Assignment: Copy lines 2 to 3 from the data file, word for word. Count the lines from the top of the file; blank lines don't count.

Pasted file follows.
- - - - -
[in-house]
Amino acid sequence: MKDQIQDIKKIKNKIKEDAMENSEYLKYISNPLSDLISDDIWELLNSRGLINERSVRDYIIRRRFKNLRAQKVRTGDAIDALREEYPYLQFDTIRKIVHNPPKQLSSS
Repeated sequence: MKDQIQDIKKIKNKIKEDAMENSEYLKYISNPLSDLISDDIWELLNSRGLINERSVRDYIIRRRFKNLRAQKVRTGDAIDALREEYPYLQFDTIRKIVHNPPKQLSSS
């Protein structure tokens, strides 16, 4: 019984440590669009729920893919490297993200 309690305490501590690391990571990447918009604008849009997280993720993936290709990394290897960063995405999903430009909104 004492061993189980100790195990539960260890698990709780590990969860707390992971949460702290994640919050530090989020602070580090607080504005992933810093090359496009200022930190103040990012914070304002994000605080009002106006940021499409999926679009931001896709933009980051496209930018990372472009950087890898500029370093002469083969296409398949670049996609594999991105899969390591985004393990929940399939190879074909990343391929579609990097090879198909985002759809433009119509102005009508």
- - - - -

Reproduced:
Amino acid sequence: MKDQIQDIKKIKNKIKEDAMENSEYLKYISNPLSDLISDDIWELLNSRGLINERSVRDYIIRRRFKNLRAQKVRTGDAIDALREEYPYLQFDTIRKIVHNPPKQLSSS
Repeated sequence: MKDQIQDIKKIKNKIKEDAMENSEYLKYISNPLSDLISDDIWELLNSRGLINERSVRDYIIRRRFKNLRAQKVRTGDAIDALREEYPYLQFDTIRKIVHNPPKQLSSS